Holders of TalkTalk’s due 2025 bonds have organised and heard pitches from financial and legal advisors this week amid the UK telecoms provider’s refinancing efforts, according to three sources familiar with the matter.
The B-/B rated GBP 685m 3.875% senior secured 2025s are indicated at 71-mid today (12 October) with a 32.2% yield-to-worst on Markit.
A group of lenders in the company’s GBP 330m RCF had earlier chosen PwC as their advisor to coordinate the financial information that lenders would be receiving ahead of a refinancing, as reported.
A GBP 20m piece of the RCF, which ranks pari passu with the senior secured bonds, cleared an auction in early September in the high-70% to par, as reported.
TalkTalk has secured a covenant relaxation for the RCF with its banks. The RCF debt had a 3.75x net leverage test at FY22/23 fiscal year-end 28 February 2023 that stepped down to 3.5x in FY23/24, but the test for the fiscal year end-February 2024 has now been set at 4.95x to give more headroom in case of any downside scenarios. It reported 3.66x net leverage at FY22/23 for covenant purposes.
The net leverage covenant test level then reverts down to 3.5x after the relaxation period ends in February 2024. There is also a minimum liquidity covenant built in during the relaxation period.
RCF lenders include Bank of Ireland, Barclays, Clydesdale Bank, DNB, HSBC, ING, Mitsubishi UFJ Financial Group, and RBS (NatWest), according to Debtwire Par.
Road to refi
TalkTalk announced on 29 September that it had sold its B2B arm, TalkTalk Business Direct, to TFP Telecoms Limited (TFP), a special purpose vehicle controlled by the main shareholders of TalkTalk Telecom Group Limited (TTG), for GBP 95m. As part of the sale, the B2B business had also signed an exclusive long-term wholesale services agreement with TalkTalk worth approximately GBP 25m over the next three years.
In early September, the company managed to obtain an approximately three-year GBP 75m non-recourse financing facility from KKR, which replaced a receivables facility of the same amount that was coming due the same month.
TalkTalk elaborated its expected operational recovery and refinancing strategy at investor meetings organised through Citi on 18 July. But some investors were apprehensive about the refinancing plan given its increasing HoldCo PIK size, downward pre-IFRS 16 earnings trajectory and uncertainty on realising any speculated sale value on its B2B Direct business, as reported.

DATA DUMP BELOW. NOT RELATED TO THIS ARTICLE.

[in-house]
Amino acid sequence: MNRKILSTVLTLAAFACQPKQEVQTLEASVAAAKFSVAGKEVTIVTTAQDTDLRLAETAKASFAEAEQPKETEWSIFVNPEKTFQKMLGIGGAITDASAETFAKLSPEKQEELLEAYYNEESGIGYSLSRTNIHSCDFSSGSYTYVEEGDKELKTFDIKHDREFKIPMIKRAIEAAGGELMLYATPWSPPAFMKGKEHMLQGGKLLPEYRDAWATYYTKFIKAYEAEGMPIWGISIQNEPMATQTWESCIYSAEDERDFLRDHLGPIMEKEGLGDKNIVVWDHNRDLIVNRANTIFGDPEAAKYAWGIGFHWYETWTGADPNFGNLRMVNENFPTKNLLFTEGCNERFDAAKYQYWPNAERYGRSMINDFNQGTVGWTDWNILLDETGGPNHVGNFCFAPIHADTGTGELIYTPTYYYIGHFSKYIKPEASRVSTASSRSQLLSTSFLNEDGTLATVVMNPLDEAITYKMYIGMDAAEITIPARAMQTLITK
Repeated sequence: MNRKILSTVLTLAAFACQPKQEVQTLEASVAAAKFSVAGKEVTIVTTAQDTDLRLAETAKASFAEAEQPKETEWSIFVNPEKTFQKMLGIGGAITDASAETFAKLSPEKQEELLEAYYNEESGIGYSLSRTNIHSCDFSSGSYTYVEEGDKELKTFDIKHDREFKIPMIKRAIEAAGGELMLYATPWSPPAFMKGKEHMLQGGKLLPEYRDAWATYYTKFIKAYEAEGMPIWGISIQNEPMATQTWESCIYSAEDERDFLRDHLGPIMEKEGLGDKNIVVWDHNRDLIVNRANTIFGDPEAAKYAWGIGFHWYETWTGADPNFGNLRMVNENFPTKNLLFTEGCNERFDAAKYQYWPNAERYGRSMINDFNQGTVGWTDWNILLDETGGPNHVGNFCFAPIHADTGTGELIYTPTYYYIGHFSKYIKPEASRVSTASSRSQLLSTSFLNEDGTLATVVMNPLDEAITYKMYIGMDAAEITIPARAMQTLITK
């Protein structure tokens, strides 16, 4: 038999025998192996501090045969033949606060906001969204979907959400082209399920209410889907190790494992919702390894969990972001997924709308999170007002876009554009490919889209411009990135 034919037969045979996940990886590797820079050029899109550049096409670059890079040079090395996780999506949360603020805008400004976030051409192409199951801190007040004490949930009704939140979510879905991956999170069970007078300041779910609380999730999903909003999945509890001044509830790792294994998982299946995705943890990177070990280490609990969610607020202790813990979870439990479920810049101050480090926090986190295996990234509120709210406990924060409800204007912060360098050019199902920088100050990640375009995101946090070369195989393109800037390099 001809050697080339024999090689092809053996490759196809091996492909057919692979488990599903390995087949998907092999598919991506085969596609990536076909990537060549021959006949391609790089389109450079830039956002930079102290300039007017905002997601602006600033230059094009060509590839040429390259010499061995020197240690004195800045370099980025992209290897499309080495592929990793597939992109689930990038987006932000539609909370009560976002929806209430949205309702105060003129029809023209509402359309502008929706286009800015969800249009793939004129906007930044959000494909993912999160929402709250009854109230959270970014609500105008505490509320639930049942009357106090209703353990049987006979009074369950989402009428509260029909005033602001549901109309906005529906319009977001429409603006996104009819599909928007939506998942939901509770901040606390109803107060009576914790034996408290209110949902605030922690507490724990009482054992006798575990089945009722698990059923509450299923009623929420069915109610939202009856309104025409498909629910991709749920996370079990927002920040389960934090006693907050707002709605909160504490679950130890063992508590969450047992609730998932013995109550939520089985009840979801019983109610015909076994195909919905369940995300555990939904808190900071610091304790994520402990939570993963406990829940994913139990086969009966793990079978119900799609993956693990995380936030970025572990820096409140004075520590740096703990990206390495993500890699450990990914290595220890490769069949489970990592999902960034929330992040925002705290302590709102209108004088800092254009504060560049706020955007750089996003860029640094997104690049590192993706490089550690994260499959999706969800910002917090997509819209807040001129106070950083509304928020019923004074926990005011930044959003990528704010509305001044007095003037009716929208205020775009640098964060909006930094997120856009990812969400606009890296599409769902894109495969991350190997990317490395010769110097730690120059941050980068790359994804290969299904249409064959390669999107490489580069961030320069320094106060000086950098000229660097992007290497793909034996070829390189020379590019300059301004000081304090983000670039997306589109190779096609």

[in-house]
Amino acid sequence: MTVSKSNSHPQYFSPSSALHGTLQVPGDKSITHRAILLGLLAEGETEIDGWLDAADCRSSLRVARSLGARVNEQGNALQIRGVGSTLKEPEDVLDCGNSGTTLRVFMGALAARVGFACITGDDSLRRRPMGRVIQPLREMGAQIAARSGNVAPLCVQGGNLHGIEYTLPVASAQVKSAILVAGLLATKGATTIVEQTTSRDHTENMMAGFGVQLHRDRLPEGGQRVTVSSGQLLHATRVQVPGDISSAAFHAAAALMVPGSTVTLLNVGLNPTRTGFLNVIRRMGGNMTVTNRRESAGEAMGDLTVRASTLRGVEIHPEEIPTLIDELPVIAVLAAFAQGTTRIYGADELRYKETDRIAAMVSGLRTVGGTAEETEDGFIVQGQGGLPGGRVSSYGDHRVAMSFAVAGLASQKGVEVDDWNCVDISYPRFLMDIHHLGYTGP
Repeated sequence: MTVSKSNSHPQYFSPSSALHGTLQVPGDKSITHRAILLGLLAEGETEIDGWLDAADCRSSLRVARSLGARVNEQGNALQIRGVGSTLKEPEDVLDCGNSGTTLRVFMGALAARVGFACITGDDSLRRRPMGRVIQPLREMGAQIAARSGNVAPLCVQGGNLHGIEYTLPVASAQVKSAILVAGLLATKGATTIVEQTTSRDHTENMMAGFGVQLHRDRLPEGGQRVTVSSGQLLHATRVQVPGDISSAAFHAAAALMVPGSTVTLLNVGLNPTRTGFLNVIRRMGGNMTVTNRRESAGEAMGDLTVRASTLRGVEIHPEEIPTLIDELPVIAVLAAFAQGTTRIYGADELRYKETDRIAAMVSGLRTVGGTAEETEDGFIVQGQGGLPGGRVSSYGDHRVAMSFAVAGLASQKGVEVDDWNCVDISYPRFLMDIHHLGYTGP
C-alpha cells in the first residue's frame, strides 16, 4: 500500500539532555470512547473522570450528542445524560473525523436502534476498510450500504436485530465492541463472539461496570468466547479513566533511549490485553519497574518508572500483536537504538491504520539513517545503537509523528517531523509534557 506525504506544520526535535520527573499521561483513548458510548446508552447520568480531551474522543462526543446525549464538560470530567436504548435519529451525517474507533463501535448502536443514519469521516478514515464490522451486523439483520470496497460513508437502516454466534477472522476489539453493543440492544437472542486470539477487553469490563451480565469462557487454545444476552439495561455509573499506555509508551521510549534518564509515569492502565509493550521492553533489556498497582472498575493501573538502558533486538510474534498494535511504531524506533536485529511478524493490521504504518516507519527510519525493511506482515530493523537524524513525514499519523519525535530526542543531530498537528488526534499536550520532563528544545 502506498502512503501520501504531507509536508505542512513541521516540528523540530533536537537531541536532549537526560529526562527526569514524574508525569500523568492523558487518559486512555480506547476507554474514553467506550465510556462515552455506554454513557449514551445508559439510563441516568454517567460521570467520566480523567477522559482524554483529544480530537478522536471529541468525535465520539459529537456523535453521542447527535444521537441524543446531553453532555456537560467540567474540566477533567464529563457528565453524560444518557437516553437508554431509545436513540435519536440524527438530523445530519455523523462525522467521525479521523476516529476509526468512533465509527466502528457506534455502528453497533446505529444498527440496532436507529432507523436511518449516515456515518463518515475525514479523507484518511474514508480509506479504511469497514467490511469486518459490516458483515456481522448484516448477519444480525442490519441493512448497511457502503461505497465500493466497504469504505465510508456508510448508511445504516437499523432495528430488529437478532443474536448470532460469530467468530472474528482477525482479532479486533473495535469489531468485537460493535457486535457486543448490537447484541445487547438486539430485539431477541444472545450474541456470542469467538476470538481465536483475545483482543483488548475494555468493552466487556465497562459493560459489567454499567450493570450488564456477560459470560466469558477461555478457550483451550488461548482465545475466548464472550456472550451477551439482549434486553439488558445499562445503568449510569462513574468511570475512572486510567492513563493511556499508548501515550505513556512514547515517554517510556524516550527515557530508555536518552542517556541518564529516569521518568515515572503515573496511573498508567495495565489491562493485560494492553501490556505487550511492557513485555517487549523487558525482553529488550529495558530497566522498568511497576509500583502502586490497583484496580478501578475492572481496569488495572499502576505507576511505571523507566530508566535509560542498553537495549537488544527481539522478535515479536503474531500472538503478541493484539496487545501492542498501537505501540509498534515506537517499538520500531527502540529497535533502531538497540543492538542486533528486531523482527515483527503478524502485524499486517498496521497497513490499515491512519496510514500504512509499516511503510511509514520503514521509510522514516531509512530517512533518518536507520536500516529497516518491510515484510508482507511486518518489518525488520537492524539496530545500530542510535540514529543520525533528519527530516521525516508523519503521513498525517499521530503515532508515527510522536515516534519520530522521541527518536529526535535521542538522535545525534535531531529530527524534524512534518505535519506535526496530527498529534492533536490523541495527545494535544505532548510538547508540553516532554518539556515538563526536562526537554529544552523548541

The company is expected to have higher year-on-year EBITDA in FY23/24 on both a pre-IFRS 16 and post-IFRS 16 basis, while its average revenue per user in 1Q23/24 on its Wholesale platform grew around 14%-15%. The Wholesale platform (75% of remaining group EBITDA after the B2B Direct business sale) is infrastructure-like. High yield debt on this business is expected to be smaller than it is today, while the company considers direct lending as one of its options, as reported.
The outstanding amount on the HoldCo PIK had risen to around GBP 380m after an around GBP 90m debt increase via fund Ares which lent the amount to the HoldCo via a Virtual1 asset that is outside the restricted group, as reported. Adding GBP 380m to net debt means that adjusted covenant net leverage climbs above 5x and investor estimated pre-IFRS 16 adjusted net leverage climbs above 10x. The HoldCo PIK had previously been disclosed as GBP 291m in size as of 28 February 2022, according to public filings for company entity Tosca IOM Limited.
TalkTalk was taken private back in March 2021 when private equity funds Toscafund Asset Management and Penta Capital took control of the business, with ratings agency Fitch noting the business was taken private for an implied GBP 1.1bn enterprise value. The two private equity houses funded the transaction with a GBP 275m HoldCo PIK note, net of GBP 140m of additional equity, according to a TalkTalk June 2021 lender presentation. TalkTalk is ultimately owned by a number of private equity investors, none of which has a majority shareholding, according to its latest annual report.
The PIK is unsecured debt in the shareholder entity, and it was done to fund the previous take-private. Maturing in 2026, it sits structurally subordinated to the bond issuer group debt, as reported.
TalkTalk declined to comment.